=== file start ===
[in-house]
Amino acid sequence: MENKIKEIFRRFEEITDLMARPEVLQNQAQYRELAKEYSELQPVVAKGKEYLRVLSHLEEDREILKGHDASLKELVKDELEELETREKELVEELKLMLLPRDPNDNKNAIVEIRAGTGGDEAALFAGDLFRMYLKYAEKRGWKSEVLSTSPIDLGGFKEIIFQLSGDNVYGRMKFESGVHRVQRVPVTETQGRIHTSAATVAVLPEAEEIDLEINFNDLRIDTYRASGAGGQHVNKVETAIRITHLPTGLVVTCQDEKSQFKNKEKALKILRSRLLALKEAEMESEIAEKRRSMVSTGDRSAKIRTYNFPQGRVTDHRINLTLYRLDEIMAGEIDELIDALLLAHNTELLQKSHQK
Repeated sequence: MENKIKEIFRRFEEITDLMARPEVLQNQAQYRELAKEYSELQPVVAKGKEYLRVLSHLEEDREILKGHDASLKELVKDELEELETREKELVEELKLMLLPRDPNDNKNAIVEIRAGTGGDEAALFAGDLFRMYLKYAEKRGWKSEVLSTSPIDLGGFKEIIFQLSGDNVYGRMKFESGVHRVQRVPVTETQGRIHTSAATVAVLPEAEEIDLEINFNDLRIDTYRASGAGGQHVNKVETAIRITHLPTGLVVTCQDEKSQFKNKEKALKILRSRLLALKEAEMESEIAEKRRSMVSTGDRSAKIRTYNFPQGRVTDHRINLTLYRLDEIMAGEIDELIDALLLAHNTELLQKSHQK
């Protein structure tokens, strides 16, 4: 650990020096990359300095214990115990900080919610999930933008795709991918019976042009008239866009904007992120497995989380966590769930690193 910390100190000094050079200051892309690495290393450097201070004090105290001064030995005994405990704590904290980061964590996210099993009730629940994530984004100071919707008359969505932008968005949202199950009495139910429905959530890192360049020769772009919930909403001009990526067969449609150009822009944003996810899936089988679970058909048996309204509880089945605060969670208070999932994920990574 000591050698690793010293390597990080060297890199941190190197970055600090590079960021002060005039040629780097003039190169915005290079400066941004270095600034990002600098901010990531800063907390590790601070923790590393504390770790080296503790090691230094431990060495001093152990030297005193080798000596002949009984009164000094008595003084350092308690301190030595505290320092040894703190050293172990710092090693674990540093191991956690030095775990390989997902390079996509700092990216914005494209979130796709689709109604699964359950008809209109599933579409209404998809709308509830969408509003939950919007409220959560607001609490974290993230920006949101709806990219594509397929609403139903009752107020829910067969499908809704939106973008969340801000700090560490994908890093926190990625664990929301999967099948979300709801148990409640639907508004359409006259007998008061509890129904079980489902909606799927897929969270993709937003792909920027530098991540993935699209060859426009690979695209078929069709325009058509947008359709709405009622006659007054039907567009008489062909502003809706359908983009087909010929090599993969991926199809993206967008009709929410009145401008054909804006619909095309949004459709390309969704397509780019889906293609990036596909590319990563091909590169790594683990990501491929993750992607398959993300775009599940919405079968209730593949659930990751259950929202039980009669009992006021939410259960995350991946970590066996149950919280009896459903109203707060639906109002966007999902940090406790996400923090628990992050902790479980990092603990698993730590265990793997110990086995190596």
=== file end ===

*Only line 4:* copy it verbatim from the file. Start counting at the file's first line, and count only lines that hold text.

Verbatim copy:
């Protein structure tokens, strides 16, 4: 650990020096990359300095214990115990900080919610999930933008795709991918019976042009008239866009904007992120497995989380966590769930690193 910390100190000094050079200051892309690495290393450097201070004090105290001064030995005994405990704590904290980061964590996210099993009730629940994530984004100071919707008359969505932008968005949202199950009495139910429905959530890192360049020769772009919930909403001009990526067969449609150009822009944003996810899936089988679970058909048996309204509880089945605060969670208070999932994920990574 000591050698690793010293390597990080060297890199941190190197970055600090590079960021002060005039040629780097003039190169915005290079400066941004270095600034990002600098901010990531800063907390590790601070923790590393504390770790080296503790090691230094431990060495001093152990030297005193080798000596002949009984009164000094008595003084350092308690301190030595505290320092040894703190050293172990710092090693674990540093191991956690030095775990390989997902390079996509700092990216914005494209979130796709689709109604699964359950008809209109599933579409209404998809709308509830969408509003939950919007409220959560607001609490974290993230920006949101709806990219594509397929609403139903009752107020829910067969499908809704939106973008969340801000700090560490994908890093926190990625664990929301999967099948979300709801148990409640639907508004359409006259007998008061509890129904079980489902909606799927897929969270993709937003792909920027530098991540993935699209060859426009690979695209078929069709325009058509947008359709709405009622006659007054039907567009008489062909502003809706359908983009087909010929090599993969991926199809993206967008009709929410009145401008054909804006619909095309949004459709390309969704397509780019889906293609990036596909590319990563091909590169790594683990990501491929993750992607398959993300775009599940919405079968209730593949659930990751259950929202039980009669009992006021939410259960995350991946970590066996149950919280009896459903109203707060639906109002966007999902940090406790996400923090628990992050902790479980990092603990698993730590265990793997110990086995190596």